“A lot of falls occur in locations where there isn’t as much one-on-one supervision, such as hallways and rest- rooms, so patients need more assistance there,” Beebe says.
Designing for safety
Design, of course, plays a critical role in patient safety. Say there is a movement toward designing to increase efficiency in rooms, corridors and workflow areas, and to make the most of existing space — factors that impact patient safety on every level, says Joseph Sprague, principal and senior vice president, HKS, Dallas.
“For example, bringing equipment directly into the patient room would reduce not only the patient transport, but the distance the patient would have to move to get to the equipment,” he says. “We’re working to produce a better functional design based on the operational plan.”
Designers also are paying more attention to the placement, layout and lighting of medication rooms, Suchomel says. “Errors can occur from the wrong drug or wrong dose, and that could be because the person is interrupted or can’t see very well.”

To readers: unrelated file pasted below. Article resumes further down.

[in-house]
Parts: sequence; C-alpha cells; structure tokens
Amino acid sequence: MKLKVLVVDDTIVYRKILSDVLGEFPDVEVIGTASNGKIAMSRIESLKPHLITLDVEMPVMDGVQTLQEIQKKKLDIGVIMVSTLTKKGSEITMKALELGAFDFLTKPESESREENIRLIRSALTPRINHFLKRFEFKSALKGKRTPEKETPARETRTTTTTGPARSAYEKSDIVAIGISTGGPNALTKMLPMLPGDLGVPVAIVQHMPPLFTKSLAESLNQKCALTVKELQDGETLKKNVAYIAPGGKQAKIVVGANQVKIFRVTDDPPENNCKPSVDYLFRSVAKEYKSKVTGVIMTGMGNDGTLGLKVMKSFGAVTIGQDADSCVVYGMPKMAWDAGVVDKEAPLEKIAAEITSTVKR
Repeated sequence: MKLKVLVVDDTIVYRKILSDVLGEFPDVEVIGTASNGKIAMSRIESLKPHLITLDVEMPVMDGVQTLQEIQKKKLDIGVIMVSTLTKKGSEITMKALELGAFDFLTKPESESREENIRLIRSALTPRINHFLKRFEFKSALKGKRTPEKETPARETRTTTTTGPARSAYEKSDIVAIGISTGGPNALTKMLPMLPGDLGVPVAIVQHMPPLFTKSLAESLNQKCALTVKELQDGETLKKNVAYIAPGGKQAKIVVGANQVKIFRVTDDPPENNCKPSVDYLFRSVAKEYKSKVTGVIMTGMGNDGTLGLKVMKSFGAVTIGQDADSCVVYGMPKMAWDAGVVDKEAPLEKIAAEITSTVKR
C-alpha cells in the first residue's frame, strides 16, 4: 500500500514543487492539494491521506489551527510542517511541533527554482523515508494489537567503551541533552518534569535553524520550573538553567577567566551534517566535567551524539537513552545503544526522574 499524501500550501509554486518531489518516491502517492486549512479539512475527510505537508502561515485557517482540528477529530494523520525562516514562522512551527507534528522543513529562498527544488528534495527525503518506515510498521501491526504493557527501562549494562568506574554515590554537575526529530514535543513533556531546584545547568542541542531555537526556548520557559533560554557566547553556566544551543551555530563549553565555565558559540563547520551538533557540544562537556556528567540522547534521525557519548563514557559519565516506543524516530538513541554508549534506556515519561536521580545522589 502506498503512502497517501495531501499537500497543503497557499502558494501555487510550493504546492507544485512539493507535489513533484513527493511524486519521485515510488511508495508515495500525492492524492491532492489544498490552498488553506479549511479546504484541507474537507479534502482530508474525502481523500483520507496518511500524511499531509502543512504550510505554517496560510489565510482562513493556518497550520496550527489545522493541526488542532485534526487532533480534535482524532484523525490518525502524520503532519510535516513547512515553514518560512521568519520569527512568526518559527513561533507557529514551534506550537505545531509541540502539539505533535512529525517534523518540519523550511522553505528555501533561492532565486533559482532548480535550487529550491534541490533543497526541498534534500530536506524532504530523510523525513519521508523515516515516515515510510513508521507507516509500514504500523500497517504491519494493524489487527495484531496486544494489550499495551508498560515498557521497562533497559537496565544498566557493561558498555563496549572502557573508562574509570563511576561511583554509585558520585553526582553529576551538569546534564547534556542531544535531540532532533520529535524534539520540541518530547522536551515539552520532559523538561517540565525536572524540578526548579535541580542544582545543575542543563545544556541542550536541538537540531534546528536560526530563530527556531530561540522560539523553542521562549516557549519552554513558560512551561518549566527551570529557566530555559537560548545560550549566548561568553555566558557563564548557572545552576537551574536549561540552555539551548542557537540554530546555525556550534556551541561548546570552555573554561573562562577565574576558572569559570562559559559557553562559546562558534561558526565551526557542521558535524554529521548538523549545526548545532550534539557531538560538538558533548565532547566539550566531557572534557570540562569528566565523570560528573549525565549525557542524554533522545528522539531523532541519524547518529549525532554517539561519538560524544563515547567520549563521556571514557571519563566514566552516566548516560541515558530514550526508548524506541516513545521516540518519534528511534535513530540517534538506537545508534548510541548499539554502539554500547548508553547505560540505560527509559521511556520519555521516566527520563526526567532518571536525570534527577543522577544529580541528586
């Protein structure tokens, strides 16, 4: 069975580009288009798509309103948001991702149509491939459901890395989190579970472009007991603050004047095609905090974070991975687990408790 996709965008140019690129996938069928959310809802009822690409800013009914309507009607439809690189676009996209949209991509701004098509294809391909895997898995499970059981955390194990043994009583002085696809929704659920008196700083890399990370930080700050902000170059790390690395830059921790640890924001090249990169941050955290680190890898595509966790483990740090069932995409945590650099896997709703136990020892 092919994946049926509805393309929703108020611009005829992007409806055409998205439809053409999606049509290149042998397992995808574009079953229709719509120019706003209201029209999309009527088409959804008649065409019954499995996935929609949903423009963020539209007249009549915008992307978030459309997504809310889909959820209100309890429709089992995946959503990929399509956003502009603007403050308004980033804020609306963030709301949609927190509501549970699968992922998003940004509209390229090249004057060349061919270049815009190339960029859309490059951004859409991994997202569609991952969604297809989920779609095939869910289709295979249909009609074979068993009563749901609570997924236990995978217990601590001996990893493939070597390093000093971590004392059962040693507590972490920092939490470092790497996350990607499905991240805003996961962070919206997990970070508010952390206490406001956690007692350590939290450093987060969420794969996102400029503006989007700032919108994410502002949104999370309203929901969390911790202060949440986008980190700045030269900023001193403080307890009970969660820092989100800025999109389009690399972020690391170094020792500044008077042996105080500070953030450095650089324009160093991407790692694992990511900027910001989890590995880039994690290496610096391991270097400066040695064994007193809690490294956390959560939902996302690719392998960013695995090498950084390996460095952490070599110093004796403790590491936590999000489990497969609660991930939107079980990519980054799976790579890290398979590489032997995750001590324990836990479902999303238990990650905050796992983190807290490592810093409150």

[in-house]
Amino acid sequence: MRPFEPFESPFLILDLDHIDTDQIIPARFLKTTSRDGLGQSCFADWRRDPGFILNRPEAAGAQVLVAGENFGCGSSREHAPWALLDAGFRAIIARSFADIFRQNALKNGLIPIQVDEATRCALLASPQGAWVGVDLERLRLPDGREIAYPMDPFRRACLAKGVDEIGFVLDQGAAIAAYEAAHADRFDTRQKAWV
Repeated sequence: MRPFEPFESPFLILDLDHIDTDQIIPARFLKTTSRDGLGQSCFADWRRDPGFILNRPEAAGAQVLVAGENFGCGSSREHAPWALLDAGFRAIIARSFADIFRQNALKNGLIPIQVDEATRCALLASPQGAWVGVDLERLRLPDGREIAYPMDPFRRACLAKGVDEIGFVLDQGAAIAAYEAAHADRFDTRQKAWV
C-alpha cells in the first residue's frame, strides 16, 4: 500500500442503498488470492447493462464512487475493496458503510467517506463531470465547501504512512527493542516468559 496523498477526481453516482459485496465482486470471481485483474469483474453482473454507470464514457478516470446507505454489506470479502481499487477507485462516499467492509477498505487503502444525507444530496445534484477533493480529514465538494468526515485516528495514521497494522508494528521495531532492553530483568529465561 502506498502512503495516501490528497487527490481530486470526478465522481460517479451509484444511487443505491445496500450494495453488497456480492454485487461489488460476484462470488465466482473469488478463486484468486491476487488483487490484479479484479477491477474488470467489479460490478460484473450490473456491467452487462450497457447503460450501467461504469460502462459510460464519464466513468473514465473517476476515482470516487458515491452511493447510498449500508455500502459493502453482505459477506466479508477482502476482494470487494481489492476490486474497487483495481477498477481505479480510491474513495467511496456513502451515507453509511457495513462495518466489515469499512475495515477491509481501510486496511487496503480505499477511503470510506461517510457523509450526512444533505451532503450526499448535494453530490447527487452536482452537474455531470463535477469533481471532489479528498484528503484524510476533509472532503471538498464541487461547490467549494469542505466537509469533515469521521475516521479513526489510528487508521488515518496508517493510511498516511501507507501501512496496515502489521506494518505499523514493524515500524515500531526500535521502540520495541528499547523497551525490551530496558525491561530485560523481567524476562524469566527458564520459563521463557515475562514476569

More hospitals are decentralizing nurse stations to improve patient proximity to staff, reduce nurse foot traffic and fatigue and, hopefully, minimize errors, says Leo Gehring, director of facilities at Sutter Medical Center, Sacramento, Calif.
“Nurses’ stations are a vestige of the old days,” Gehring says. “Creating satellite nurse stations located closer to clusters of patient rooms allows them to respond more quickly to patients and reduce distractions, which can cause errors.”
And before designers take the first step, more of them will rely on full-scale mock-ups to guide the course of the project, Suchomel says.
As new laws and regulations are created and health care becomes more and more complicated, facilities and environmental services managers will need to rely more than ever on guidance from industry leaders to chart their course. Hospital executives and boards need to make sure their staff are up to speed on best practices as they emerge.
AHE recently introduced a certification program called Certified Healthcare Environmental Services Technician. CHEST uses a “train-the-trainer” model to teach managers to train front-line environmental services personnel in seven core domain areas, including infection prevention, cleaning and surface disinfection, customer service and waste handling, to name a few.